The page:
In other words, it is neither uncapped or unconstrained in the usual sense of those words. The Commerce Commission may yet have something to say about this description.

Spark, Vodafone pushing fixed wireless

Spark, Vodafone, and to a lesser extent 2degrees are both pushing fixed wireless broadband as an alternative to fibre.

Spark CEO Jolie Hodson said earlier this year she would like to move between 30 and 40 percent of landline customers to wireless by 2023.

It’s a lucrative business.

Wireless services piggyback off the cellular networks used to connect mobile phones. It requires extra investment to support fixed wireless, but that’s incremental.

The technology bypasses the wholesale fibre networks. More to the point they bypass the fees charged by fibre companies. Spark and Vodafone make a higher margin from wireless broadband than from fibre.

In the past customers have had a mixed experience with wireless. Network upgrades and the switch to 5G will improve that, but the technology is not for everyone.


  1. That may not be the case once the new satellite services get out of beta. ↩︎
  2. Local towers can be full although Spark is upgrading its network fast so you may not need to wait long ↩︎

Flip fibre versus uncapped fixed wireless broadband

Skinny, Vodafone and Flip all chase broadband customers looking for low prices. How do the uncapped fixed wireless broadband plans compare with the lowest cost fibre option?

Skinny now sells an uncapped fixed wireless broadband plan for $60 a month. It’s $10 cheaper if you are a Skinny mobile customer.

Vodafone has a similar product selling for $65 a month. Again, it’s $10 a month cheaper if you have a mobile plan.

These two new uncapped deals give the broadband market a new burst of competition.

At first sight they are roughly in-line with the least expensive fibre broadband plan. That would be Vocus’ Flip brand.

Flip will sell you an unlimited fibre connection for $14 a week. That works out at $728 a year. Skinny’s fixed wireless costs $720 a year.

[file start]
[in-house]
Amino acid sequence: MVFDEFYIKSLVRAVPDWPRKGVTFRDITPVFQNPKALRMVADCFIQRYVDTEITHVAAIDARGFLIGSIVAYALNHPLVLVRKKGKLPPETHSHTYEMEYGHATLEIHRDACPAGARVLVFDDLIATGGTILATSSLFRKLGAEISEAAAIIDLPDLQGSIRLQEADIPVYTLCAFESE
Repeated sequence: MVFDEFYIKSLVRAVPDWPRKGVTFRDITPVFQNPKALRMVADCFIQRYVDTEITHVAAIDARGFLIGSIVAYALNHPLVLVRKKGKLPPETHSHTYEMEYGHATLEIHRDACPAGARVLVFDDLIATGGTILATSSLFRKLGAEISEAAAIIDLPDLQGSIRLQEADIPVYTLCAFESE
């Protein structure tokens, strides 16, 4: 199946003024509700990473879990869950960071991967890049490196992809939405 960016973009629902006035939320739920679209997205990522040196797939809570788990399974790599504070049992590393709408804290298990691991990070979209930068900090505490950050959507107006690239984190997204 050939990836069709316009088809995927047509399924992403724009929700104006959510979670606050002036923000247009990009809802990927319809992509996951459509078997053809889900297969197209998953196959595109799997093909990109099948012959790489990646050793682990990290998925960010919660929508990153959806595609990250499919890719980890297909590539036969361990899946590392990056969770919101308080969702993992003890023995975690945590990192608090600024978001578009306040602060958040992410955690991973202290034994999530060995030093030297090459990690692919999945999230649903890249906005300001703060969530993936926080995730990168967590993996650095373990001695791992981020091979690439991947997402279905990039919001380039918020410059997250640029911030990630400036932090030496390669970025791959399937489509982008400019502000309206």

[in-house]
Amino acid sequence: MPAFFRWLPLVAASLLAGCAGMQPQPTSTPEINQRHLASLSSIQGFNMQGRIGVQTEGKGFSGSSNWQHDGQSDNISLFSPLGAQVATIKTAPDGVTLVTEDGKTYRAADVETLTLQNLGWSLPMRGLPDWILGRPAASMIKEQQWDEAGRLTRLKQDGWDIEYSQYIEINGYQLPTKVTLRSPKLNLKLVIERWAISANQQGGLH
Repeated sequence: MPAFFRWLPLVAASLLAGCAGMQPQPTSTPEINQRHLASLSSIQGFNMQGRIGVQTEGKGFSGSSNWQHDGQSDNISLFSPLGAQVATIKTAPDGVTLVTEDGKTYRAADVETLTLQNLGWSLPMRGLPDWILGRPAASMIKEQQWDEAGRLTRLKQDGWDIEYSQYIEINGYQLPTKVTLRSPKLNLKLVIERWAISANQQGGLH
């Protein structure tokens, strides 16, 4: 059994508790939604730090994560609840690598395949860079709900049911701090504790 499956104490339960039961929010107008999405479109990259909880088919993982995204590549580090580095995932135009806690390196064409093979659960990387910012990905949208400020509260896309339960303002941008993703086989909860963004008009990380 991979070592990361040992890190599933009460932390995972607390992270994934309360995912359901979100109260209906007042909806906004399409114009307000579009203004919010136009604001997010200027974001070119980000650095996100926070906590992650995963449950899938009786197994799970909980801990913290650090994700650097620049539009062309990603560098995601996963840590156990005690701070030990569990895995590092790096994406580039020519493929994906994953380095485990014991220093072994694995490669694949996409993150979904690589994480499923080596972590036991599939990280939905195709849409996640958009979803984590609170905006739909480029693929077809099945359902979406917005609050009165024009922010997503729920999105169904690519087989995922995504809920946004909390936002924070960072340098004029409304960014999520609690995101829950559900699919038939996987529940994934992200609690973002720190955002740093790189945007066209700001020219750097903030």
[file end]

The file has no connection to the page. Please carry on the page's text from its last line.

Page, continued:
Similarities

The two have more in common than price. Flip customers living in Chorus fibre areas get a connection running at 50 Mbps down and 10 Mbps up. In other parts of the country the down speed is 30 Mbps.

On a good day Skinny and Vodafone fixed wireless customers will see similar speeds.

In both cases the speed is more than enough to stream Neon or Netflix. There’s headroom for Zoom video conferences while others are online. Children should be able to do homework while parents work from home.

Differences

You’ll notice the last but one paragraph starts with “On a good day…”. That’s because fixed wireless broadband speeds can change over time. Everyone in an area shares the same wireless spectrum. If a lot of users connect at once, the performance drops.

The most recent Measuring Broadband Report notes the average speed of fixed wireless through the day is 25 Mbps, but the average goes down to 21 Mbps at peak times.

Average is an important word here. There will be people who get above average speeds while others will get below average speeds.

21 Mbps is enough

Even the lower 21 Mbps speed is good enough for streaming video. Yet you may run into problems, fixed wireless broadband is less reliable than fibre. The Measuring Broadband report found no regular outages on fibre. Fixed wireless did not do as well.

While this might spoil your viewing or online gaming, it’s not a big deal. Surveys show urban fixed wireless customers are almost as satisfied with their service as fibre customers.